The angel in the house [by C.K.D. Patmore. In verse]. 2 books [in 1 vol. Wanting sig. K7].

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82 ページ - Paradise ! How given for nought her priceless gift, How spoiled the bread and spill'd the wine, Which, spent with due respective thrift, Had made brutes men, and men divine I * * Coventry Patmore.
93 ページ - An idle poet, here and there, Looks round him; but, for all the rest, The world, unfathomably fair, Is duller than a witling's jest. Love wakes men, once a lifetime each; They lift their heavy lids, and look; And, lo, what one sweet page can teach, They read with joy, then shut the book. And some give thanks, and some blaspheme, And most forget; but, either way, That and the Child's unheeded dream Is all the light of all their day.
289 ページ - THE MARRIED LOVER Why, having won her, do I woo? Because her spirit's vestal grace Provokes me always to pursue, But, spirit-like, eludes embrace; Because her womanhood is such That, as on court-days subjects kiss The Queen's hand, yet so near a touch Affirms no mean familiarness, Nay, rather marks more fair the height Which can with...
48 ページ - Marr'd less than man by mortal fall, Her disposition is devout, Her countenance angelical; The best things that the best believe Are in her face so kindly writ The faithless, seeing her, conceive Not only heaven, but hope of it; No idle thought her instinct shrouds, But fancy chequers settled sense, Like alteration of the clouds On noonday's azure permanence; Pure dignity, composure, ease Declare affections nobly fix'd, And impulse sprung from due degrees Of sense and spirit sweetly mix'd. Her modesty,...
193 ページ - The Rainbow. A STATELY rainbow came and stood, When I was young, in High-Hurst Park ; Its bright feet lit the hill and wood Beyond, and cloud and sward were dark ; And I, who thought the splendour ours Because the place was, t'wards it flew, And there, amidst the glittering showers, Gazed vainly for the glorious view. With whatsoever's lovely, know It is not ours ; stand off to see ; Or beauty's apparition so Puts on invisibility.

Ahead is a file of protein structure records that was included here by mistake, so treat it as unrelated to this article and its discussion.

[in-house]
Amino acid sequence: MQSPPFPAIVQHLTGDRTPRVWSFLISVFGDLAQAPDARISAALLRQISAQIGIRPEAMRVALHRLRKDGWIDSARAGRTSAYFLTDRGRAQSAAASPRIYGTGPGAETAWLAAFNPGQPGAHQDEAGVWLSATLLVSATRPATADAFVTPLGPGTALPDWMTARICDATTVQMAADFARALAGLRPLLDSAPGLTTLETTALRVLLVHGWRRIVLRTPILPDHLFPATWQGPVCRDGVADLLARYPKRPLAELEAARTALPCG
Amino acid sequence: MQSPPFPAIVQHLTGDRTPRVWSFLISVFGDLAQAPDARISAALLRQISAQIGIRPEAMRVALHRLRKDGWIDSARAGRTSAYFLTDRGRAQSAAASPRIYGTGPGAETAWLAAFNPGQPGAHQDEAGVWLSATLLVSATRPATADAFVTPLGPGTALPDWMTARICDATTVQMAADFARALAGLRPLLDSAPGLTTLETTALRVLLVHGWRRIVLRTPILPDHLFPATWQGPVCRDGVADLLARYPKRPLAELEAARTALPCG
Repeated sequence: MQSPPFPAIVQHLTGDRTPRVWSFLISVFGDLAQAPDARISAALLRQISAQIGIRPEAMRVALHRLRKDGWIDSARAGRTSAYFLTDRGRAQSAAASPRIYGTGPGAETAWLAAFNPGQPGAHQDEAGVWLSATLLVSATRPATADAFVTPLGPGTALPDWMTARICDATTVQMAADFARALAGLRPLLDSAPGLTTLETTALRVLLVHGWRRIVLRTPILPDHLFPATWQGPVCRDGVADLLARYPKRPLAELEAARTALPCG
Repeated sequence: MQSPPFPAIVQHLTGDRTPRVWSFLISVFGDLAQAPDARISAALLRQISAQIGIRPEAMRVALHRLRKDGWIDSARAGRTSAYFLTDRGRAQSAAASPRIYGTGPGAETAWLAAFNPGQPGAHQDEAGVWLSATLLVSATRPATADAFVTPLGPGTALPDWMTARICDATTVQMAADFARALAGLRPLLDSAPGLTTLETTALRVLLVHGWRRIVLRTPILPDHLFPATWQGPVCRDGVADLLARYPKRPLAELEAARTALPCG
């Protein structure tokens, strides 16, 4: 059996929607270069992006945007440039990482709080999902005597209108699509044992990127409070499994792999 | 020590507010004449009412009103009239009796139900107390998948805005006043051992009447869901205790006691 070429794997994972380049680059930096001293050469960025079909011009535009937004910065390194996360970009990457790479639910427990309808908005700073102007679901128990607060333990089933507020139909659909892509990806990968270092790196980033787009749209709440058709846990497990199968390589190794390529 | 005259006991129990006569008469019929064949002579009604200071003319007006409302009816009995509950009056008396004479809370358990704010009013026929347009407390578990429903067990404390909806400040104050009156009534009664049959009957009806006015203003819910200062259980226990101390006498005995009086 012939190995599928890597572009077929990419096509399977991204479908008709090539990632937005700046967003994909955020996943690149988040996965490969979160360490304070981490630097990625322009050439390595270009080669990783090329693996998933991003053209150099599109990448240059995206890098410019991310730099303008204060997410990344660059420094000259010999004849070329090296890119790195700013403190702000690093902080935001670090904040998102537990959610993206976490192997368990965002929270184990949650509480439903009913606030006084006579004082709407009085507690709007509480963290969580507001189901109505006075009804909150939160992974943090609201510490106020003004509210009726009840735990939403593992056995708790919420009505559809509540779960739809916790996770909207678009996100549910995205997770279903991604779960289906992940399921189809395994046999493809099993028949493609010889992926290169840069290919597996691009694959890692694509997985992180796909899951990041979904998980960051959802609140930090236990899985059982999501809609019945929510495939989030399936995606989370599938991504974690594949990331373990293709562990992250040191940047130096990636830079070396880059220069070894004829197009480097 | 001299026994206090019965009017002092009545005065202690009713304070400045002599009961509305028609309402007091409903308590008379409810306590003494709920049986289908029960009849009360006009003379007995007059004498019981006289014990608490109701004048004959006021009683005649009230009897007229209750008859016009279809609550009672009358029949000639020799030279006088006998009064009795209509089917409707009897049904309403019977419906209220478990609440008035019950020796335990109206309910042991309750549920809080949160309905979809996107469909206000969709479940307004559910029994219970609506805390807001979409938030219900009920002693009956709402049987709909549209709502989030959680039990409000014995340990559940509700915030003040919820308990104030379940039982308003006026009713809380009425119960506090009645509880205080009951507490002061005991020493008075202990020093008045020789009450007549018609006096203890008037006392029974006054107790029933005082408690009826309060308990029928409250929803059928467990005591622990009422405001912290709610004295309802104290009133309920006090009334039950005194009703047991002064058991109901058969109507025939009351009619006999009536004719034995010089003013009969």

36 ページ - It melts his heart, it makes him weep For wonder, worship, and delight. O, paradox of love, he longs. Most humble when he most aspires, To suffer scorn and cruel wrongs From her he honours and desires.
16 ページ - Twas half my home, six years ago. The six years had not alter'd it : Red-brick and ashlar, long and low, With dormers and with oriels lit. Geranium, lychnis, rose array'd The windows, all wide open thrown ; And some one in the Study play'd The Wedding-March of Mendelssohn.
47 ページ - THE ROSE OF THE WORLD Lo, when the Lord made North and South, And sun and moon ordained, He, Forthbringing each by word of mouth In order of its dignity Did man from the crude clay express By sequence, and all else decreed, He formed the woman; nor might less Than Sabbath such a work succeed.
4 ページ - Not careless of the gift of song, Nor out of love with noble fame, I, meditating much and long What I should sing, how win a name, Considering well what theme unsung, What reason worth the cost of rhyme, Remains to loose the poet's tongue In these last days, the dregs of time, Learn that to me, though born so late, There does, beyond desert, befall (May my great fortune make me great!) The first of themes, sung last of all. In green and undiscover'd ground, Yet near where many others sing, I have...
20 ページ - For something that abode endued With temple-like repose, an air Of life's kind purposes pursued With orderM freedom sweet and fair. A tent pitch'd in a world not right It seem'd, whose inmates, every one, On tranquil faces bore the light Of duties beautifully done, And humbly, though they had few peers, Kept their own laws, which seem'd to be The fair sum of six thousand years

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